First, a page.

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Local pastor hosts racial justice vigil, encourages community engagement

PITTSBURGH — On Friday afternoon, community members gathered at East Liberty Presbyterian Church for a vigil focused on racial justice.

Those gathered said the names of people killed by police officers.

”George Floyd. Ma’Khia Bryant. Adam Toledo.“

”He was a 13-year-old boy that was shot by police.“

”Sadly, there are way too many names.”

Remembering the names is just one step toward what Pittsburgh’s minority community is fighting for.

”Justice is really ultimately what it is, that we stand for.”

For some in Pittsburgh, the fight for justice is a family affair.

Cassie Semler has two children, and she brings them to local vigils and protests.

“It’s important for me to show them civic engagement and activism, and making sure that they know it’s important to do your part,” said Semler.

Semler was joined by others outside the East Liberty Presbyterian Church who gathered to hear speeches and recognize the movement happening across America.

”To continue putting pressure on the community to work for justice to not consider one court case to have answered all the needs of this nation,” said Pastor Randy Bush of the East Liberty Presbyterian Church.

Pastor Bush and the National Black Presbyterian Caucus planned Friday’s vigil.

“Not let there be different justices. Not let there be different outcomes when there’s police encounters. Not let there be differences in schooling and health care and opportunities,” said Pastor Bush.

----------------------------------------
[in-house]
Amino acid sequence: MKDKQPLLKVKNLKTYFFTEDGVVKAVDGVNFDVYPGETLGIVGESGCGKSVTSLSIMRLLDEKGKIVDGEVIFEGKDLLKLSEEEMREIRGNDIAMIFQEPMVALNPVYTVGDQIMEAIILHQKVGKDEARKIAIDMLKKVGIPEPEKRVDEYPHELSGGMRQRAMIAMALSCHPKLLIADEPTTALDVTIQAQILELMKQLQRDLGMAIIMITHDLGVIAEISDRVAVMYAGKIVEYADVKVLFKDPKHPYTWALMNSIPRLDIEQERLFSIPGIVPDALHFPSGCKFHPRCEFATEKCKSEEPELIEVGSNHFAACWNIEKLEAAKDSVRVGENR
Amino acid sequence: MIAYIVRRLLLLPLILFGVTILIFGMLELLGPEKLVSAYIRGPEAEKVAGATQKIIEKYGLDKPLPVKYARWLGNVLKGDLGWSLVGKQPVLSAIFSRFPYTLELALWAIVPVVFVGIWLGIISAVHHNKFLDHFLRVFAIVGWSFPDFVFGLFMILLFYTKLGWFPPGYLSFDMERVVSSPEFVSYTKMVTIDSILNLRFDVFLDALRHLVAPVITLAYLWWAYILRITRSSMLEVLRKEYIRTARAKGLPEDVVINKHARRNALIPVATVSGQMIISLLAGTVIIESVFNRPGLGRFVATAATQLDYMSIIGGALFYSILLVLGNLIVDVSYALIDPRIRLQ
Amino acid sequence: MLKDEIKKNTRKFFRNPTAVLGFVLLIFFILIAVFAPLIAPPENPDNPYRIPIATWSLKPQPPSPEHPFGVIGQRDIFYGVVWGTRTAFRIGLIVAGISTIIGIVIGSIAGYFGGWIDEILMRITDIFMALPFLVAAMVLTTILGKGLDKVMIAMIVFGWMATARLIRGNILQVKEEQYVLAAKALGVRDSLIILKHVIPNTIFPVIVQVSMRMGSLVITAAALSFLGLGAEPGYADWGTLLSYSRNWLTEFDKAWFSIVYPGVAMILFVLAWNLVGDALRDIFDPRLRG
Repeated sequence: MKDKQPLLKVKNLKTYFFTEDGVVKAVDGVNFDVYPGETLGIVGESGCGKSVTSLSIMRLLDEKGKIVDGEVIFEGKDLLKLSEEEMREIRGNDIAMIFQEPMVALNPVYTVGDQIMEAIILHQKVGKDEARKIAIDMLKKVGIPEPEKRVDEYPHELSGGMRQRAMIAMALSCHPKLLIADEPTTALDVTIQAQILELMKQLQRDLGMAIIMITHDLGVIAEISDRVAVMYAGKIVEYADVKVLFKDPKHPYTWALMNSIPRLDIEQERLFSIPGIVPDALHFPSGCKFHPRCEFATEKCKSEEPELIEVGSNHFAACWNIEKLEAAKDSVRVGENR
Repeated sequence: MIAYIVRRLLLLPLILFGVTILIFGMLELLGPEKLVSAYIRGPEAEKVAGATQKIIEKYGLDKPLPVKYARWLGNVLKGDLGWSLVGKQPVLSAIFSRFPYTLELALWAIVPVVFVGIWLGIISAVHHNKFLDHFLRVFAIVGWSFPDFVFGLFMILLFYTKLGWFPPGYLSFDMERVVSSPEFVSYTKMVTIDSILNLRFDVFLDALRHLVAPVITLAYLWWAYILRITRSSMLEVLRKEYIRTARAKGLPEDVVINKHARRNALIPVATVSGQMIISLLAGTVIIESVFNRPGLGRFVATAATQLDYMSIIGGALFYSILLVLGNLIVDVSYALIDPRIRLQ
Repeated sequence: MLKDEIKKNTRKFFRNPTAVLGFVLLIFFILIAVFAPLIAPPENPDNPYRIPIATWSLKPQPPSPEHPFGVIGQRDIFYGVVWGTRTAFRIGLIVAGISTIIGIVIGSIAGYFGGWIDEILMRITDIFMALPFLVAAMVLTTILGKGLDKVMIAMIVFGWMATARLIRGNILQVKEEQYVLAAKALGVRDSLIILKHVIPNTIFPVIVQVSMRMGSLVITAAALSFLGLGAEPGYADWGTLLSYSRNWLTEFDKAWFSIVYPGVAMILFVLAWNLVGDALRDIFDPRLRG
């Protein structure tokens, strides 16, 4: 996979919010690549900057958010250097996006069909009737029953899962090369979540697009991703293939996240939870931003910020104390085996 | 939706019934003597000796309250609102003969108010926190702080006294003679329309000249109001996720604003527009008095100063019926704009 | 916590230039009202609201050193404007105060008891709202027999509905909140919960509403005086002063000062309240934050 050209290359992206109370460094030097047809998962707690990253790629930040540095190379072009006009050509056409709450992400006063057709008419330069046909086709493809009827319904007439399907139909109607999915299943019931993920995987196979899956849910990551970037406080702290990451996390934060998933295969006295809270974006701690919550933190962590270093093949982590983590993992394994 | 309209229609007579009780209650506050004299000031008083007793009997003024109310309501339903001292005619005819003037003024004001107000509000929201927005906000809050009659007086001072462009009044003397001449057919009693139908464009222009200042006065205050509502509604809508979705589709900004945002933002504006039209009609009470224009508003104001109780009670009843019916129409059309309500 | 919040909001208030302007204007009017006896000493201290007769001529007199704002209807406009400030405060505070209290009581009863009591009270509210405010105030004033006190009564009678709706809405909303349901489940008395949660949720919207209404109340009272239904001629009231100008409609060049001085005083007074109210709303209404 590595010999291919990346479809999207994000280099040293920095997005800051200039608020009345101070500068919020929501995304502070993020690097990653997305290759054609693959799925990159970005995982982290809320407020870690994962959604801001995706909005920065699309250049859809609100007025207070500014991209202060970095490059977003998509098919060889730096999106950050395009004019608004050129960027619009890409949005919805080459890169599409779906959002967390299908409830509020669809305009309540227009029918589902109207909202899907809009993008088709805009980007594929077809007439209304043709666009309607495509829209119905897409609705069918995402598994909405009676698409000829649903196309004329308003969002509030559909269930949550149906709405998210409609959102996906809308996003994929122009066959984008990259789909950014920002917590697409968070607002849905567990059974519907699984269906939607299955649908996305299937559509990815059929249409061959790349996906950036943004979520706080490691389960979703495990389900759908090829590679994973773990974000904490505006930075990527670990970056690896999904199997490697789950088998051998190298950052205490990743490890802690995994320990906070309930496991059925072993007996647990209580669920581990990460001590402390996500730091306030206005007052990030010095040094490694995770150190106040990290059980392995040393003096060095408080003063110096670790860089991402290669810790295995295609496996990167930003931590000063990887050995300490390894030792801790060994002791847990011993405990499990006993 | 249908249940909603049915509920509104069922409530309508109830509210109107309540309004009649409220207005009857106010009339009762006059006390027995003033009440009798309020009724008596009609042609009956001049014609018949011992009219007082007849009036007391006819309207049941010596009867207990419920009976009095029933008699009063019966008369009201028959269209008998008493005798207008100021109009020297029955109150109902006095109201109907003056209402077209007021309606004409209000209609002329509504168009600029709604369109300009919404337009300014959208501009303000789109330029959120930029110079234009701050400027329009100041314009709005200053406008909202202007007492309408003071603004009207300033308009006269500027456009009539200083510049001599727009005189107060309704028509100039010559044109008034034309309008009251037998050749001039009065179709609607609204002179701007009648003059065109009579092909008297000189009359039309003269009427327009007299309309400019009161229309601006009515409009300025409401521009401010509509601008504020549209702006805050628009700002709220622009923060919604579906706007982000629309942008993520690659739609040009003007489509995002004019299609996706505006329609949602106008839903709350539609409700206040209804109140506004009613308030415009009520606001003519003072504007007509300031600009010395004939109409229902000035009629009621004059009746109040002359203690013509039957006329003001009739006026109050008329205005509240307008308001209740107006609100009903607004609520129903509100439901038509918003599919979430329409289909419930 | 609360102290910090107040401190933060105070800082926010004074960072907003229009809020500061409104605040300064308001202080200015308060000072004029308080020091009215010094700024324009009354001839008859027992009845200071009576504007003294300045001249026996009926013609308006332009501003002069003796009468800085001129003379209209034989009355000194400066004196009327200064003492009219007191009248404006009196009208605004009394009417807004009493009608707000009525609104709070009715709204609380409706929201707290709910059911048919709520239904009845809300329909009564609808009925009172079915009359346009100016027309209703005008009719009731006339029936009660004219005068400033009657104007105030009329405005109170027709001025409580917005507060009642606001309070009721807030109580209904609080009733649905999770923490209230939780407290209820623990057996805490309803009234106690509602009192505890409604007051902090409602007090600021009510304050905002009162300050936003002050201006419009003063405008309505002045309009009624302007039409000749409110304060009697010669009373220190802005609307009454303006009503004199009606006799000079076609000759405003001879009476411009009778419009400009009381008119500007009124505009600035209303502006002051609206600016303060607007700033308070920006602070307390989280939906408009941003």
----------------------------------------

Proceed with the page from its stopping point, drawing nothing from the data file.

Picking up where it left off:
“All of us are responding in part of the verdict on Derek Chauvin.”

”A lot of us were thinking it was so quick we thought that the verdict was going to be not guilty,”

Channel 11 reached out to local police on how they are responding to events like Friday’s.

”Within the Pennsylvania State Police we are trying every single day to make our communities just feel more comfortable and trust the police and be totally transparent; that’s why we are implanting new things within the state police,” said Cpl. Aaron Allen of the Pennsylvania State Police.

Cpl. Allen is under the Heritage Affairs Office, which attempts to ensure a positive relationship between law enforcement and the community.

“We just created a new office, which the office community engagement that is solely just targeting relationships in the community. It’s so important that we put that at the forefront of our department,” said Cpl. Allen.